Climate change adaptation by design - Town and Country Planning ...

Climate change adaptation by design - Town and Country Planning ...

4.3.1 managing water

resources and quality at

the catchment scale

At the catchment scale, managing water resources

and quality already focuses on safeguarding clean

rivers and lakes that sustain diverse and healthy

ecosystems, provide recreation opportunities, and

support the needs of communities. When planning

for change, developers, architects, planners and

urban designers will need a shared vision to

ensure that any new development or regeneration

is designed to take account of the effect of a

changing climate. Consideration of the current

and likely future capacity of water resources and

wastewater treatments should be incorporated

in masterplans, concept statement or Area

Action Plans.

Water quality and resource management efforts

should focus on opportunities offered through

changes in large scale infrastructure. Development

and change should integrate water, open space

and the built form through greenspace and

bluespace strategies. It is important to think further

about catchment water management in a holistic

way. Effective water resource management can

also assist with fl ood risk management and

provide leisure opportunities.

Strategies for water resource and quality

management include:

• Upland and lowland reservoirs, both natural

and manmade, help to ensure suffi cient water

supplies during summer while reducing the

potential for fl ooding downstream during heavy

rainfall. They also have important aesthetic,

recreation, ecological and fl ood storage roles.

• Treated waste water may be disinfected

chemically or physically (e.g. by lagooning

and micro-fi ltration), and the fi nal effl uent

can be used for irrigation.

• Promoting tighter water effi ciency standards

(through, for example, policies in regional and

local development plans) in areas where there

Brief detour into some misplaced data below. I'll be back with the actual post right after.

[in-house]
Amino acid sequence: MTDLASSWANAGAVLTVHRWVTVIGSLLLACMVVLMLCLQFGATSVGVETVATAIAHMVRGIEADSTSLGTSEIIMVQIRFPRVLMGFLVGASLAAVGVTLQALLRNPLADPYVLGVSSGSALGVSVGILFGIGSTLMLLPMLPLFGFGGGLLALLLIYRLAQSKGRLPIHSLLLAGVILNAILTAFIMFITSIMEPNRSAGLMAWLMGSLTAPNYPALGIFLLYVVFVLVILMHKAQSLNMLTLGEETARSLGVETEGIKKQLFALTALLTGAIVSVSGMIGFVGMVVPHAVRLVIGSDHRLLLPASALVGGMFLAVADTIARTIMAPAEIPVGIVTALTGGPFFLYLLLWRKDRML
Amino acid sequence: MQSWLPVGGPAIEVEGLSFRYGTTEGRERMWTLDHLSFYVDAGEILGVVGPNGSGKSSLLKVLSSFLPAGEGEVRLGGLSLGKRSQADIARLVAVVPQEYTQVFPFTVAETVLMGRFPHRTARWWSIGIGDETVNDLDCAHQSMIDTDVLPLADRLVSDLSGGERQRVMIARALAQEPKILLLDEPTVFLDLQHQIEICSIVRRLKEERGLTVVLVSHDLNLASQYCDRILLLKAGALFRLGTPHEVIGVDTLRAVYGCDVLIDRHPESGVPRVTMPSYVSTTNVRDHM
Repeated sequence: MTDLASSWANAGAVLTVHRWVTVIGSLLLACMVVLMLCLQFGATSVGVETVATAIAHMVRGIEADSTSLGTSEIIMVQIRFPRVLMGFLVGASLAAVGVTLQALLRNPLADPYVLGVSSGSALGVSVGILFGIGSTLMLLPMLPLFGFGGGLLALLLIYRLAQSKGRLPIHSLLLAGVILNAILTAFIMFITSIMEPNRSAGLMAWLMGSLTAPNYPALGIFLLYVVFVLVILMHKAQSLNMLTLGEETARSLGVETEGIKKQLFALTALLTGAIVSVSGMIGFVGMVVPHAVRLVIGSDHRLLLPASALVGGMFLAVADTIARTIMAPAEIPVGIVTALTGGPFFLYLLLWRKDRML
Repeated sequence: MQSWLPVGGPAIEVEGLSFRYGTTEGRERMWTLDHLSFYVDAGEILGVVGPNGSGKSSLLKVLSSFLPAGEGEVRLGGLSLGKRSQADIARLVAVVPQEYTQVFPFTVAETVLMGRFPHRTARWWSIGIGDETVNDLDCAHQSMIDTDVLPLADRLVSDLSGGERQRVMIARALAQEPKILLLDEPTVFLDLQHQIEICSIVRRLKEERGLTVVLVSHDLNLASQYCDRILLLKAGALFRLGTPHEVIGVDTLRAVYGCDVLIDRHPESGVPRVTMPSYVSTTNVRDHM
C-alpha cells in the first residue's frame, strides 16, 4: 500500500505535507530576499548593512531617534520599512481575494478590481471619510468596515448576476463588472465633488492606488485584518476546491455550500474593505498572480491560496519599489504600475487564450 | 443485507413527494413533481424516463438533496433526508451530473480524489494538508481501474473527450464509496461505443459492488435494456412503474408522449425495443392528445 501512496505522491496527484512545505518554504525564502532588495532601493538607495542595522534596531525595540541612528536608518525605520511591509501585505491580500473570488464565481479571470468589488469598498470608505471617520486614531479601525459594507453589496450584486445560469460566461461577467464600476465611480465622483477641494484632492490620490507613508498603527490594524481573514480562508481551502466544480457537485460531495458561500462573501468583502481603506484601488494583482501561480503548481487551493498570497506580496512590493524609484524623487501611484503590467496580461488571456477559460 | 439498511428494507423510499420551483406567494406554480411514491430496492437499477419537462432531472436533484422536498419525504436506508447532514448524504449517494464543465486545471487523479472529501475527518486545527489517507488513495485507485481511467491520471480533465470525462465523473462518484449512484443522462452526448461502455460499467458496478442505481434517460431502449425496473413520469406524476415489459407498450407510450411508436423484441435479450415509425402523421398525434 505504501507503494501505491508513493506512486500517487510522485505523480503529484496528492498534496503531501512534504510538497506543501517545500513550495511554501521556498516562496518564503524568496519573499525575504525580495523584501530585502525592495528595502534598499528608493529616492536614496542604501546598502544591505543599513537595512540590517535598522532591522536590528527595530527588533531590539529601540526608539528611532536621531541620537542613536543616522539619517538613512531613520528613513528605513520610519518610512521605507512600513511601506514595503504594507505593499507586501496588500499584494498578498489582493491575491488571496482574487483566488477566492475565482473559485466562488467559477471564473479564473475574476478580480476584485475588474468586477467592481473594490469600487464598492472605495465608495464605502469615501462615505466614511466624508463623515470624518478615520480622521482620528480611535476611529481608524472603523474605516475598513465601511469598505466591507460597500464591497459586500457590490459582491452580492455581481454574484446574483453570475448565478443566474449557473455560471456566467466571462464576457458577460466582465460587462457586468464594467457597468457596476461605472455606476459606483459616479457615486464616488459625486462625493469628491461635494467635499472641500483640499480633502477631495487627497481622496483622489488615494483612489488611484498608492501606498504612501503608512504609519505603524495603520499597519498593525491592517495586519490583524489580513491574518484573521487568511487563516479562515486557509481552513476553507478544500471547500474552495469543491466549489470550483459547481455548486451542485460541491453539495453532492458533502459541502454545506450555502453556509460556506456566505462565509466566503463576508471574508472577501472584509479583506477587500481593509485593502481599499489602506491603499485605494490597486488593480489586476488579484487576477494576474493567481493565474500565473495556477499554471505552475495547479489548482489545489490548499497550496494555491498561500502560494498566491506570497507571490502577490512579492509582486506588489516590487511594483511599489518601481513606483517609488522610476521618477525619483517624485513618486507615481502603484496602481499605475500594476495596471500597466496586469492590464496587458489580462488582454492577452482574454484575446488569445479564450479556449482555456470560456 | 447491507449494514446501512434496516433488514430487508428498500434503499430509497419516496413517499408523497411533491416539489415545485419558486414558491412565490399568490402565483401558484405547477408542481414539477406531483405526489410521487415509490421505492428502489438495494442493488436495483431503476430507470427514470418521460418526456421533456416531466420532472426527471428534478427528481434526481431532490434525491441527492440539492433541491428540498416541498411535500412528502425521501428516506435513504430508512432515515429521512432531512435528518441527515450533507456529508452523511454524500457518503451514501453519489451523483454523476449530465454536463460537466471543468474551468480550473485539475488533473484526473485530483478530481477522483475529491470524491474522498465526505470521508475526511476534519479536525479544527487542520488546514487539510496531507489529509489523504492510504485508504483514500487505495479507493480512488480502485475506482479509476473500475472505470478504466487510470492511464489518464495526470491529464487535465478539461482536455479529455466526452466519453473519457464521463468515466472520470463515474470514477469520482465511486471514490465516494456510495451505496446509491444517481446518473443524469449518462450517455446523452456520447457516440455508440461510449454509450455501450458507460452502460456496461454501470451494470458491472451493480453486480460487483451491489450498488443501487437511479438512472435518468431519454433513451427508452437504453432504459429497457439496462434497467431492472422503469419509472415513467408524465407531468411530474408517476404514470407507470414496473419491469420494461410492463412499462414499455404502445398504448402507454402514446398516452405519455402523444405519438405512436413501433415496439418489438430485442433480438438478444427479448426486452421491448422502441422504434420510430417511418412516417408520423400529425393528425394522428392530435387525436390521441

is water stress. Especially since stress is likely

to worsen in the future.

• Encouraging use of SUDS (described earlier)

for groundwater recharge.

• Abstraction controls and licensing to manage

the needs of water users while ensuring

adequate protection of the environment.

• Greater use of separate drainage systems for

surface and foul water, to send surface water

runoff directly back to the watercourse and

signifi cantly reduce the treatment burden.

• More use of reclaimed and recycled water,

produced after advanced treatment and fi ltering

of wastewater and stormwater. This results in

high quality water suitable for irrigation and

non-drinking water uses such as toilet fl ushing.

• In order to sustain the evaporative cooling

function of vegetation rainwater harvesting,

underground storage and accessing new

supplies of lower grade ground water may

provide additional water in times of drought.

In other situations it may be more suitable

to use low water use planting or xeriscaping

to create public and private landscapes that

do not require irrigation.

Many of these strategies are already being used.

The challenge for built environment professionals

will be to adapt strategies to take account of

climate change. Hotter, drier summers may

mean new reservoirs are required. Current

sewage treatment standards may need tightening,

though this will have energy resource implications.

Abstraction controls may also need to become

stricter. Innovative approaches at the catchment

scale are used in parts of the world that already

experience severe water resource pressure,

such as Singapore and New Mexico.


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